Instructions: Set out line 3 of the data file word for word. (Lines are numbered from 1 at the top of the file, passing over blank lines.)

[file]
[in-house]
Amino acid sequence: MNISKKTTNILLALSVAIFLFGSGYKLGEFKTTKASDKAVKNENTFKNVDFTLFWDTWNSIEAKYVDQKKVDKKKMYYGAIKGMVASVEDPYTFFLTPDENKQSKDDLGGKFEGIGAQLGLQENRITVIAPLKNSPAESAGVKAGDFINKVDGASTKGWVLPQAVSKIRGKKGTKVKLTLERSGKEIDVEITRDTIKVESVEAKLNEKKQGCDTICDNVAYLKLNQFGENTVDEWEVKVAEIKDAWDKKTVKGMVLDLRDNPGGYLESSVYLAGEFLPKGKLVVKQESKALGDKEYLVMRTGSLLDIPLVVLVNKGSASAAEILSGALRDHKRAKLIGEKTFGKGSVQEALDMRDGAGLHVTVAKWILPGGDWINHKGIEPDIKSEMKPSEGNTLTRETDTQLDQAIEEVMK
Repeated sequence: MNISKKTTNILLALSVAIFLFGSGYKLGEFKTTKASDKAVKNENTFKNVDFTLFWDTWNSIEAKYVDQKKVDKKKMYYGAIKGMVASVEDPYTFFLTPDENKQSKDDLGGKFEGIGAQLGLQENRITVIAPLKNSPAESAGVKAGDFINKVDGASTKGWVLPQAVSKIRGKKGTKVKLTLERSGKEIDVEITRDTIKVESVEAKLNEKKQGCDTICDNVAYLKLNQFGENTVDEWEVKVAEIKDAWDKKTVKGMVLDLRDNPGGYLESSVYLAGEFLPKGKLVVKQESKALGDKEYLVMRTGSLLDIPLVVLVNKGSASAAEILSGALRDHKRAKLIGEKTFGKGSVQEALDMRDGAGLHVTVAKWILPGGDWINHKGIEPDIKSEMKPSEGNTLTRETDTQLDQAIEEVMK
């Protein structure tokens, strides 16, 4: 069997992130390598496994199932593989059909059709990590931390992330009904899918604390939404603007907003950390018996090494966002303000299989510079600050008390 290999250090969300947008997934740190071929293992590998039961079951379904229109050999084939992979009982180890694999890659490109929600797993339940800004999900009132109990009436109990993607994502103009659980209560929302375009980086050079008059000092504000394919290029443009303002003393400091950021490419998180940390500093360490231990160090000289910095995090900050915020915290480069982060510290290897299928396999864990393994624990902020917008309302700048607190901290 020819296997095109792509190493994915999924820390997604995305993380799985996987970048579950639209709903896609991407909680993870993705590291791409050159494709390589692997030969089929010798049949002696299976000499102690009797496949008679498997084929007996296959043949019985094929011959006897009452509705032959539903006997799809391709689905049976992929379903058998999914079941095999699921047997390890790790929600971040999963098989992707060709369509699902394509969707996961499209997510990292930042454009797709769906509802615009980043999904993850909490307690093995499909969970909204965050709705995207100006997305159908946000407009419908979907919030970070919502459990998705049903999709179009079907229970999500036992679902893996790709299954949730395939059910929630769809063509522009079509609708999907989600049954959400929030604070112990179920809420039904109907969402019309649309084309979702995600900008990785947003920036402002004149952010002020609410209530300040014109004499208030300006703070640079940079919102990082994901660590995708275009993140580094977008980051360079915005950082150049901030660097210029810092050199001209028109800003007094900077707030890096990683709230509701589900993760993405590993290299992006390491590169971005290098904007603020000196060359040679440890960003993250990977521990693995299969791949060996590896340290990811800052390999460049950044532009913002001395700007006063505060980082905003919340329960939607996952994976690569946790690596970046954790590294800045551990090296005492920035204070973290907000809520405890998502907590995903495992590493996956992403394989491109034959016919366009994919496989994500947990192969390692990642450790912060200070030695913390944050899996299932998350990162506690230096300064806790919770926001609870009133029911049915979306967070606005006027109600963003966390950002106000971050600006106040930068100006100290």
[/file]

Repeated sequence: MNISKKTTNILLALSVAIFLFGSGYKLGEFKTTKASDKAVKNENTFKNVDFTLFWDTWNSIEAKYVDQKKVDKKKMYYGAIKGMVASVEDPYTFFLTPDENKQSKDDLGGKFEGIGAQLGLQENRITVIAPLKNSPAESAGVKAGDFINKVDGASTKGWVLPQAVSKIRGKKGTKVKLTLERSGKEIDVEITRDTIKVESVEAKLNEKKQGCDTICDNVAYLKLNQFGENTVDEWEVKVAEIKDAWDKKTVKGMVLDLRDNPGGYLESSVYLAGEFLPKGKLVVKQESKALGDKEYLVMRTGSLLDIPLVVLVNKGSASAAEILSGALRDHKRAKLIGEKTFGKGSVQEALDMRDGAGLHVTVAKWILPGGDWINHKGIEPDIKSEMKPSEGNTLTRETDTQLDQAIEEVMK